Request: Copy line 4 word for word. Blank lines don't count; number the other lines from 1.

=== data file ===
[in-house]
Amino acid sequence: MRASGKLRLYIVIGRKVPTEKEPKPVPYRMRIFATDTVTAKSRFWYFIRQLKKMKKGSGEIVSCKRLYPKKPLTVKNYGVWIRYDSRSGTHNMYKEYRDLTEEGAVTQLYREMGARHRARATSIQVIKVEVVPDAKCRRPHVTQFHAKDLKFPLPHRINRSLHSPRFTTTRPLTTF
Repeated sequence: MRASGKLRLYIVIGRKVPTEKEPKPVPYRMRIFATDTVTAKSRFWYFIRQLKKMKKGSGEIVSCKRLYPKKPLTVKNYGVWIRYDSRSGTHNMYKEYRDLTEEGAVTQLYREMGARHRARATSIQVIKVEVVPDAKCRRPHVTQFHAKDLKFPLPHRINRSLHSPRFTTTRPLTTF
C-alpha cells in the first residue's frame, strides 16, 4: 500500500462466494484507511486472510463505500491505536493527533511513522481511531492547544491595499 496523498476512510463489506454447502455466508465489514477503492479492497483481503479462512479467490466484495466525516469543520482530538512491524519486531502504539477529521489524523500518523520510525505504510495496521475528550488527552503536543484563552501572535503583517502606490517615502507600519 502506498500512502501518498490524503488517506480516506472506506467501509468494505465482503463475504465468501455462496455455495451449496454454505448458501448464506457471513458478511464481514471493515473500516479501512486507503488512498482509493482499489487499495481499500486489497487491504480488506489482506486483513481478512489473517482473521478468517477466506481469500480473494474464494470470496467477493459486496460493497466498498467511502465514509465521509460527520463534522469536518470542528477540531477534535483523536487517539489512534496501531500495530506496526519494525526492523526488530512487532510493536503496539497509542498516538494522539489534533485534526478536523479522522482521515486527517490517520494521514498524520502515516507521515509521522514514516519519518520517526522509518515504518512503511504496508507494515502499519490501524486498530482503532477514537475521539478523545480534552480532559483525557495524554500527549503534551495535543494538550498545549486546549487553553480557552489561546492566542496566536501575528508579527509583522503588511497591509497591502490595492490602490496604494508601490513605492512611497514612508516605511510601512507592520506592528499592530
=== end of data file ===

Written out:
C-alpha cells in the first residue's frame, strides 16, 4: 500500500462466494484507511486472510463505500491505536493527533511513522481511531492547544491595499 496523498476512510463489506454447502455466508465489514477503492479492497483481503479462512479467490466484495466525516469543520482530538512491524519486531502504539477529521489524523500518523520510525505504510495496521475528550488527552503536543484563552501572535503583517502606490517615502507600519 502506498500512502501518498490524503488517506480516506472506506467501509468494505465482503463475504465468501455462496455455495451449496454454505448458501448464506457471513458478511464481514471493515473500516479501512486507503488512498482509493482499489487499495481499500486489497487491504480488506489482506486483513481478512489473517482473521478468517477466506481469500480473494474464494470470496467477493459486496460493497466498498467511502465514509465521509460527520463534522469536518470542528477540531477534535483523536487517539489512534496501531500495530506496526519494525526492523526488530512487532510493536503496539497509542498516538494522539489534533485534526478536523479522522482521515486527517490517520494521514498524520502515516507521515509521522514514516519519518520517526522509518515504518512503511504496508507494515502499519490501524486498530482503532477514537475521539478523545480534552480532559483525557495524554500527549503534551495535543494538550498545549486546549487553553480557552489561546492566542496566536501575528508579527509583522503588511497591509497591502490595492490602490496604494508601490513605492512611497514612508516605511510601512507592520506592528499592530